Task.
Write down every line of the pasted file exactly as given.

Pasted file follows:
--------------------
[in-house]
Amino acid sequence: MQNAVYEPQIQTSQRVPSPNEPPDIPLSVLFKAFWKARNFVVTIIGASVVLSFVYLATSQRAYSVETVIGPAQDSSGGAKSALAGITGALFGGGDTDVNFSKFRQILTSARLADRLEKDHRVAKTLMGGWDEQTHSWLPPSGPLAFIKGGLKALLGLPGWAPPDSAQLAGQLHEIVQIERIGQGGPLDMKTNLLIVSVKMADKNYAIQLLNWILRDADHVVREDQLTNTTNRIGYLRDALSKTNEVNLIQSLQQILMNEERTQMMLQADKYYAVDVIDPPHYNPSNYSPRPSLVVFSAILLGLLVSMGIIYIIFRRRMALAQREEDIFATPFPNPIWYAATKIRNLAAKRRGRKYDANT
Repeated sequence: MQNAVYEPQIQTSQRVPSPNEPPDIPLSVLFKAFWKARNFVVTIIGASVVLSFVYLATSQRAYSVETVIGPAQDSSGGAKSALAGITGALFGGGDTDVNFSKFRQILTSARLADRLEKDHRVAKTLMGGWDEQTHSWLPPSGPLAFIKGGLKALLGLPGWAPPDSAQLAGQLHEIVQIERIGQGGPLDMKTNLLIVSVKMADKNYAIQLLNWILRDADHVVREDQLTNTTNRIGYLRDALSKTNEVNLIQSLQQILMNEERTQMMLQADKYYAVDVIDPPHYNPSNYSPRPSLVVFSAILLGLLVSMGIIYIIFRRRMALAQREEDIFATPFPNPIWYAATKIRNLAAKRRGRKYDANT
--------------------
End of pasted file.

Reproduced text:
[in-house]
Amino acid sequence: MQNAVYEPQIQTSQRVPSPNEPPDIPLSVLFKAFWKARNFVVTIIGASVVLSFVYLATSQRAYSVETVIGPAQDSSGGAKSALAGITGALFGGGDTDVNFSKFRQILTSARLADRLEKDHRVAKTLMGGWDEQTHSWLPPSGPLAFIKGGLKALLGLPGWAPPDSAQLAGQLHEIVQIERIGQGGPLDMKTNLLIVSVKMADKNYAIQLLNWILRDADHVVREDQLTNTTNRIGYLRDALSKTNEVNLIQSLQQILMNEERTQMMLQADKYYAVDVIDPPHYNPSNYSPRPSLVVFSAILLGLLVSMGIIYIIFRRRMALAQREEDIFATPFPNPIWYAATKIRNLAAKRRGRKYDANT
Repeated sequence: MQNAVYEPQIQTSQRVPSPNEPPDIPLSVLFKAFWKARNFVVTIIGASVVLSFVYLATSQRAYSVETVIGPAQDSSGGAKSALAGITGALFGGGDTDVNFSKFRQILTSARLADRLEKDHRVAKTLMGGWDEQTHSWLPPSGPLAFIKGGLKALLGLPGWAPPDSAQLAGQLHEIVQIERIGQGGPLDMKTNLLIVSVKMADKNYAIQLLNWILRDADHVVREDQLTNTTNRIGYLRDALSKTNEVNLIQSLQQILMNEERTQMMLQADKYYAVDVIDPPHYNPSNYSPRPSLVVFSAILLGLLVSMGIIYIIFRRRMALAQREEDIFATPFPNPIWYAATKIRNLAAKRRGRKYDANT